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Why crashed so often, and how it’s getting fixed

It's been a long winter, and the tech staff at SEPTA knew it all too well. That's because every time it snowed, SEPTA's website (plus its app and all other SEPTA apps) would crash.

The Chesapeake Bay. (Photo obtained via Creative Commons license by Wikimedia Commons user Farragutful)

It’s been a long winter, and the tech staff at SEPTA knew it all too well.

That’s because every time it snowed, SEPTA’s website (plus its app and all other SEPTA apps) would crash.

“It was like a cruel joke,” said Mike Zaleski, SEPTA’s director of emerging technologies. “When you needed it most, it didn’t work.”

It’s been a problem for years, he said, but now it’s getting fixed. Zaleski and his team of about six staffers have been working long days for the last six weeks to make sure that riders can always get the information they need when they need it most. They’re a few weeks from finishing the project, he said.

SEPTA’s report from Since Nov. 2012, SEPTA has had 11 hours and 52 minutes of downtime, or 99.9% uptime. Still, Michael Zaleski said, when there is downtime, it happens for a large chunk of time.

We spoke to Zaleski about whether the next weather event will slow him down. Here’s what he told us.

Why crashed all the time

There are two reasons (and the API that powers its app and every other SEPTA tool out there) crashed every time it snowed:

  • Problem 1: When there’s a major storm, everyone wants to know what’s going on with SEPTA. But SEPTA’s old database couldn’t handle all that traffic and would crash when it got hit with too many requests.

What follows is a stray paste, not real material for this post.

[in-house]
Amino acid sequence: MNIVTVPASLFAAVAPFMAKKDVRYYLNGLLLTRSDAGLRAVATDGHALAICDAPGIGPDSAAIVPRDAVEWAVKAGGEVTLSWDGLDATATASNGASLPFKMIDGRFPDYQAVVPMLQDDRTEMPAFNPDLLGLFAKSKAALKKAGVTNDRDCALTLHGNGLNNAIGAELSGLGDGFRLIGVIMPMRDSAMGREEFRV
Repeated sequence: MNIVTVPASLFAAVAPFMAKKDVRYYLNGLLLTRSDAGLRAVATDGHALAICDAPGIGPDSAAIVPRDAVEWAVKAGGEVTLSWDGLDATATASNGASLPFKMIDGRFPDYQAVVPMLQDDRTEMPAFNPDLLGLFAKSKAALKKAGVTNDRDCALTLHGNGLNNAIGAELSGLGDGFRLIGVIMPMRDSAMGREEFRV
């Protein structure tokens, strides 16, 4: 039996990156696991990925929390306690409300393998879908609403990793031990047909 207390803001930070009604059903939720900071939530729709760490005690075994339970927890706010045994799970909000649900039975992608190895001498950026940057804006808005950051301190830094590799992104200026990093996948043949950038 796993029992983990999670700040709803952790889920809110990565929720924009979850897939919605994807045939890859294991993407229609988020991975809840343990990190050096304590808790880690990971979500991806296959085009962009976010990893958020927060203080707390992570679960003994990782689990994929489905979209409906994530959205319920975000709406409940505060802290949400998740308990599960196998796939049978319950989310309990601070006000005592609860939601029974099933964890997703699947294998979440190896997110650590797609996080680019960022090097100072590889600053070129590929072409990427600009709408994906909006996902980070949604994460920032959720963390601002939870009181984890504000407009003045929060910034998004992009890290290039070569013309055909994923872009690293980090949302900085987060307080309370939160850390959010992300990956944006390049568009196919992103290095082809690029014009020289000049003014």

• Problem 2: The SEPTA server that handles all the requests for online transit information is out in a data center in West Chester, and every time there was a major storm, that data center would lose power.

How SEPTA is fixing those problems

The website and API could definitely still go down, but these fixes will make sure it doesn’t go down during normal and high-traffic usage, Zaleski said.

  • Problem 1: SEPTA replaced their old database with two stronger ones that could handle more traffic and share the burden. They were pieces of hardware that SEPTA already owned, so SEPTA only had to buy a load balancer (about $40,000), a piece of hardware that distributes the traffic between the two databases.
  • Problem 2: SEPTA added two more server locations so that they are no longer relying on that one space in West Chester — a level of redundancy that most network administrators will tell you is an absolute necessity. They added one at their headquarters at 1234 Market Street (about $6,000), as well as one in the cloud with Amazon Web Services (it’s hard to break down this cost because SEPTA has other servers in the cloud with AWS and the cost is pay-as-you-go, so the cost will be about $1000/month). They’re also putting the finishing touches on another load balancer for these servers.
  • The main cost was staff time, Zaleski said.

Why it didn’t happen sooner

SEPTA knew about these problems and had discussed fixing them, but it didn’t happen until now for a few reasons, Zaleski said.

  • SEPTA’s short on staff
  • It’s hard to get buy-in for something that people don’t totally understand. Say the word “API” and people’s eyes glaze over. But once Zaleski put it in terms of SEPTA apps (think about your favorite SEPTA app, he would say, it’s SEPTA’s API that powers that), he was able to get support for the project.
  • Part of the reason SEPTA made the fixes this winter was because the weather was so bad. The winters before that were milder. But after Philly got hit by storm after storm, the need became very clear.
Companies: SEPTA

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